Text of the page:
By Bill Hirschman
Say what you will about artifice and overheated emoting, few art forms other than Harlequin novels can touch opera for depicting idealized love. What fascinates about Florida Grand Opera’s production of Puccini’s rarely-seen La Rondine is how the fantasy of love collides with the realities of social-climbing and the class system.
Magda, the worldly kept woman of a financier, sings longingly of true love as if she was a dewy debutante. When the wealthy scion Ruggero falls in love with Magda in disguise and the courtesan suddenly succumbs to the fairy-tale romance she always dreamed of, we know she is deceiving herself. This isn’t Pretty Woman. It’s tragically ordained that her secret sordid past and his one-percenter family’s upright standing will doom any idyllic future.
While the equation seems like standard opera fare, the FGO production invests the mechanics with genuine compassion and pathos, due to a stirring performance by Elizabeth Caballero as Magda and led by Ramon Tebar in his first outing as FGO’s staff musical director.
With Caballero, the audience doesn’t need to glance up at the supertitles often because her expressive voice communicates what you need to know in broad strokes. The purity of her yearning for true love is so pungent, especially given her experience with pragmatic liaisons, that it’s impossible to sneer at her rapturous arias.
Caballero’s most thrilling moment comes in the first act when Magda, compared by her poet friend Prunier to the doomed swallow of the opera’s title, dismisses his cynicism with a paean to her vision of love. Her exquisite voice soars to a tender softness in the higher register, then slides smoothly to a full-throated and passionate middle register like the respiration of a swelling heart.
The rest of the cast is adequate if not inspiring. Bruno Ribeiro brings an innocence to Ruggero as a first-time visitor to Paris and a credible passion to falling in love at first sight. Daniel Shirley is appropriately flamboyant as the social-climbing poet, although he struggles with some of the higher notes. Corrine Winters provides a strong presence as Magda’s saucy maid who Prunier deigns to slum with.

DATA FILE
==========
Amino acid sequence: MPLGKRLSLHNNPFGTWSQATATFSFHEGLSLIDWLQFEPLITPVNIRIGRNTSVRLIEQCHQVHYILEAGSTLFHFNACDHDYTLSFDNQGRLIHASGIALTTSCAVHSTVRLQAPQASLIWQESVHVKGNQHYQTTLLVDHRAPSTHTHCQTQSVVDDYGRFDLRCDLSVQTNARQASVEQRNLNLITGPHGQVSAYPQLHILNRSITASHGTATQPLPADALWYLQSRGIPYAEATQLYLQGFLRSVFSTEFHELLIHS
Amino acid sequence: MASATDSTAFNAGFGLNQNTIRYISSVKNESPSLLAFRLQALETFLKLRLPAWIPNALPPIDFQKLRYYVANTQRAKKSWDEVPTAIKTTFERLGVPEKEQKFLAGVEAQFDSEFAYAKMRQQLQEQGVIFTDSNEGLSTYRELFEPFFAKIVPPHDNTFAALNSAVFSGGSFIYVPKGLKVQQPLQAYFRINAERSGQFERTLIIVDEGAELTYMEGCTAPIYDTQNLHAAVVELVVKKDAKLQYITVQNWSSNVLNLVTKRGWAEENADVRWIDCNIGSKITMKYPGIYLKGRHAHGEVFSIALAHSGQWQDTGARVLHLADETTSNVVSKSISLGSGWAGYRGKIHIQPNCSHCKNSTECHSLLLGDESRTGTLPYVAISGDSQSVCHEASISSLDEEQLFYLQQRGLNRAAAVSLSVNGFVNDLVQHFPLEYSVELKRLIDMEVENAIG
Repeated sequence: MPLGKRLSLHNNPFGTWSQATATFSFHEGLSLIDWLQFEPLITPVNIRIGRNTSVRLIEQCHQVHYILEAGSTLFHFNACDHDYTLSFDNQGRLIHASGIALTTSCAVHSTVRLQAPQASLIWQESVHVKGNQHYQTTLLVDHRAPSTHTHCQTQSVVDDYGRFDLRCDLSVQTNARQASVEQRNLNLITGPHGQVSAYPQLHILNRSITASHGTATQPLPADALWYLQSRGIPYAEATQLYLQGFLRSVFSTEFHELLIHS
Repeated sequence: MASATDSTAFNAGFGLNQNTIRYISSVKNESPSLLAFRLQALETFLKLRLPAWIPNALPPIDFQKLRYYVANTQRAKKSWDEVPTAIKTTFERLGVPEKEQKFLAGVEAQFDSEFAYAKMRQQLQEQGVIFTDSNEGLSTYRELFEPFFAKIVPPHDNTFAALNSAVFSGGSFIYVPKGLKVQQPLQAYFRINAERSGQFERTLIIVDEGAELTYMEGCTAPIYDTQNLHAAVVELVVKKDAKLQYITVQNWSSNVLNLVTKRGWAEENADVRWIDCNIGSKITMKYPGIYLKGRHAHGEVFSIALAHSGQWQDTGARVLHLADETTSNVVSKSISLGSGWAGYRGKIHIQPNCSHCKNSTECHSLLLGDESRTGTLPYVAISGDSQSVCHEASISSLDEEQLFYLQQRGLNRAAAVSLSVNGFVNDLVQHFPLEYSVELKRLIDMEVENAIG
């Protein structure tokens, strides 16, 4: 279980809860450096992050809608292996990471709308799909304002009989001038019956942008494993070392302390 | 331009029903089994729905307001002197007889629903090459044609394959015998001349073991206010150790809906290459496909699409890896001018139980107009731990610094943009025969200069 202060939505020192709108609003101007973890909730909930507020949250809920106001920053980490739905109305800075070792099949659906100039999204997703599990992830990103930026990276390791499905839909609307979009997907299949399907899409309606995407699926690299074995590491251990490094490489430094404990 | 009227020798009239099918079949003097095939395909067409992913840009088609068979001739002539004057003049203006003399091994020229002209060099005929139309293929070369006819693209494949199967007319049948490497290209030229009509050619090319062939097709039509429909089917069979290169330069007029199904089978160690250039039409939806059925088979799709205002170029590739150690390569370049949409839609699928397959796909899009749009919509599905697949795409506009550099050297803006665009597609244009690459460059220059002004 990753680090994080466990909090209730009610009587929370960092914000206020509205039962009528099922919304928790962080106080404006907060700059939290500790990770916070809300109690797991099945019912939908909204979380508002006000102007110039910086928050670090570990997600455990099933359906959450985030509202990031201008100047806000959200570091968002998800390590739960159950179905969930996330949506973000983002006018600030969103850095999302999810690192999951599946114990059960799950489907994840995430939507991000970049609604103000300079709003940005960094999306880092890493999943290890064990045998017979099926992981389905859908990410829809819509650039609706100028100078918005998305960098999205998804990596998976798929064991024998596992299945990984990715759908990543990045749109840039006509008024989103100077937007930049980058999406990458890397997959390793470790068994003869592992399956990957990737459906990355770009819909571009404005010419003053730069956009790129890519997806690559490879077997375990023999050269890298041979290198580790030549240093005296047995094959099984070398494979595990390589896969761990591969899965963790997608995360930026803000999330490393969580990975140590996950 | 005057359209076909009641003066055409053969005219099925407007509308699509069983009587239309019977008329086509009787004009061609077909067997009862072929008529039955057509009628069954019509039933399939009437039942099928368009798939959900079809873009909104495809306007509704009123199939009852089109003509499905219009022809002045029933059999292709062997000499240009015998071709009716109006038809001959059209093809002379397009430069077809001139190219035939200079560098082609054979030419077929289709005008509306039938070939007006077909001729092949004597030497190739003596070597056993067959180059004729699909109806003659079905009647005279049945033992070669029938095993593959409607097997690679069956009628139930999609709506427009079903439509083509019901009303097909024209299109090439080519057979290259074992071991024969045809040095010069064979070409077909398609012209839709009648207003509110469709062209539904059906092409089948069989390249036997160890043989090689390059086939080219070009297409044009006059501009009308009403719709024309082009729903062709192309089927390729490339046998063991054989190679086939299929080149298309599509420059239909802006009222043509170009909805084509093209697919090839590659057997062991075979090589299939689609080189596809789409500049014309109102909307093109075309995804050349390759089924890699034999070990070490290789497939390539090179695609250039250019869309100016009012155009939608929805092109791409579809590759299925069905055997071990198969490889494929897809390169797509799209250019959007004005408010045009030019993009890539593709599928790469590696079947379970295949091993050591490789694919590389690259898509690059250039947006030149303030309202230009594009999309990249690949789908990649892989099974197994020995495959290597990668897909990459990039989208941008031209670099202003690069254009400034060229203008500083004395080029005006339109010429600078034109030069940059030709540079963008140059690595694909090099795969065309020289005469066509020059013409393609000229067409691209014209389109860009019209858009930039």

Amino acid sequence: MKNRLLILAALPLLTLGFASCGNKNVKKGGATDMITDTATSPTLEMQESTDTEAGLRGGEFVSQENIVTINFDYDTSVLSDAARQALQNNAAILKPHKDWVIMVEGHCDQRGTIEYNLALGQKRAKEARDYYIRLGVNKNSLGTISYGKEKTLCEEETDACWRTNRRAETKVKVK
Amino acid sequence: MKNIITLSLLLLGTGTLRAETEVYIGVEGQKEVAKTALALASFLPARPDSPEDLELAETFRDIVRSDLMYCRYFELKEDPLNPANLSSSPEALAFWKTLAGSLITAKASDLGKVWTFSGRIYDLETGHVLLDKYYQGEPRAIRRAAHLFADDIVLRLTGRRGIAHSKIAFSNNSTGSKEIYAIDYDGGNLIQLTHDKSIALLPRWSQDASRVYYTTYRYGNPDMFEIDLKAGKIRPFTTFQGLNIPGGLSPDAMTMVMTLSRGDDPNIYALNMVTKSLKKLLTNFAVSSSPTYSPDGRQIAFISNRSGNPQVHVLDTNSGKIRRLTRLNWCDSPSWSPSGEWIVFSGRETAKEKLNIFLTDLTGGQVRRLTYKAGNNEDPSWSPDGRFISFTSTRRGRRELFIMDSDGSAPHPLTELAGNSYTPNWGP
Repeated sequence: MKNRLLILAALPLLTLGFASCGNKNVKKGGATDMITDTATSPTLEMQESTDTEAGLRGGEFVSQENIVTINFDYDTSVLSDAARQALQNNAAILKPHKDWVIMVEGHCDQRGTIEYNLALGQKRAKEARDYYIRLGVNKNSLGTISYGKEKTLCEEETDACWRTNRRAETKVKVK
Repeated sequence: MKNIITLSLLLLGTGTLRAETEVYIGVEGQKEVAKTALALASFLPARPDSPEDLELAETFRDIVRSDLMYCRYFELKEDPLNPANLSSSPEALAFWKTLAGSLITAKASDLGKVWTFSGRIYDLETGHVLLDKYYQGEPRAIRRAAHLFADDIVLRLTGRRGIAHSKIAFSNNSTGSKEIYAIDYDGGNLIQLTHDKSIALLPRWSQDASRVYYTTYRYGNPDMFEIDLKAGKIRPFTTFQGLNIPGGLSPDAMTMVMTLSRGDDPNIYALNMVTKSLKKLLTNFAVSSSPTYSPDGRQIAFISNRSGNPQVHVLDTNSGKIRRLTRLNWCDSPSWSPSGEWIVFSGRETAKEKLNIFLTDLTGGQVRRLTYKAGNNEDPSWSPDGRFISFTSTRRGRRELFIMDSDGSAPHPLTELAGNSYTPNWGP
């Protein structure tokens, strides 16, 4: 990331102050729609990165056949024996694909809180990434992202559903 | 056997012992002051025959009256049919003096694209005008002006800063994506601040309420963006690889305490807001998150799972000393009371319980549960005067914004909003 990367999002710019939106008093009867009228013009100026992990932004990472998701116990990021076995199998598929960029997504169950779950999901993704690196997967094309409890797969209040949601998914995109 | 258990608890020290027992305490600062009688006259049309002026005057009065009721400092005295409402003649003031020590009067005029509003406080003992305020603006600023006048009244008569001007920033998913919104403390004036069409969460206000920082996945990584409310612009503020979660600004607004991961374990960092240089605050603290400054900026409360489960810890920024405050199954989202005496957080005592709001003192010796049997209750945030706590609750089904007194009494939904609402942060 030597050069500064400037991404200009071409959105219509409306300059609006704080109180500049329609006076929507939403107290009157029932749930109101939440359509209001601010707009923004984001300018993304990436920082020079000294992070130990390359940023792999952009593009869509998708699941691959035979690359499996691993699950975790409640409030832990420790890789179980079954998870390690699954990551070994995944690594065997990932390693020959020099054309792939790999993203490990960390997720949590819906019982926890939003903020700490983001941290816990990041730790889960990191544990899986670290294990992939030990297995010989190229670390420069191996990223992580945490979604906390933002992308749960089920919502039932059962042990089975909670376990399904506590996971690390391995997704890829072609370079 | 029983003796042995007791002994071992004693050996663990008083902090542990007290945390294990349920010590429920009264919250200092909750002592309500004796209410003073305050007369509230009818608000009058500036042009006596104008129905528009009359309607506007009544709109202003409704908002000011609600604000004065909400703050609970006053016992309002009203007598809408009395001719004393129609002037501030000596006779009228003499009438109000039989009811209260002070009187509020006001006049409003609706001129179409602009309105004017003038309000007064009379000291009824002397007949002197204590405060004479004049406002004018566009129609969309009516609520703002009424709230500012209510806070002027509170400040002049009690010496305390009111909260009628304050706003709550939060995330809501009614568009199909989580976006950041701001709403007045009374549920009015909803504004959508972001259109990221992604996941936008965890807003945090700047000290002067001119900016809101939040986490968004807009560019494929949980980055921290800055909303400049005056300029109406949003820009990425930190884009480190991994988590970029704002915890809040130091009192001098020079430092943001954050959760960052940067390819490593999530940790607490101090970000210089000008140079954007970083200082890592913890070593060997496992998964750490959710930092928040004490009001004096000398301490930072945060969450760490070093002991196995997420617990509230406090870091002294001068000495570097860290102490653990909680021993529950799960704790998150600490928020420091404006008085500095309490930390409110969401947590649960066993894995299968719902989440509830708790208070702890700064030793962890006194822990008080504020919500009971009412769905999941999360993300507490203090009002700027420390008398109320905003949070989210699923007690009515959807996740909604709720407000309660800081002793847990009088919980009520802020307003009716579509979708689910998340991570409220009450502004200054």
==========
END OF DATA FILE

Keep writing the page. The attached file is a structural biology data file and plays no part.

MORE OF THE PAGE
Tebar, who has guest conducted frequently at FGO, gets a lush clear flow from the orchestra and elicits commendably unmannered performances from his cast. His failure is preventing the orchestra from repeatedly overpowering every singer other than Caballero during the first act, especially Shirley who doesn’t seem to have Caballero’s power.
Director/choreographer Nicola Bowie fluidly moves her chess pieces around the stage like figures in an ill-fated waltz. When the lovers are courting in a beer hall, elegantly clothed ballroom dancers swirl in a pas de deux. She also stages the first act in Magda’s crowded artist salon so that Ruggero never sees Magda, making it plausible that he doesn’t recognize her early in the second act while not taxing our belief in how poor optometry must have been back then.
The original 1860 setting has been transported to the Lost Generation era of Paris in the 1920s, which succeeds at making the work seem more relevant. It also gives costume coordinator Camilla Haith the opportunity to pull out of FGO’s closet a rainbow of beaded flapper dresses and feathered tiaras plus knife-crisp tuxedos. When Bowie’s troupe dances the Charleston and can-can to Puccini’s score, it inexplicably never seems literally off-beat.
La Rondine is not an overwhelming evening, but thanks to Puccini’s gift for melody and Caballero’s skills at bringing it to life, it’s worth the visit.
La Rondine plays 8 p.m. Jan. 27, Feb. 1 & 4, 2012; 2 p.m. Jan. 29 at Florida Grand Opera at the Adrienne Arsht Center for the Performing Arts, 1300 Biscayne Blvd., Miami.|Tickets $15-$229. Contact (305) 949-6722 or www.arshtcenter.org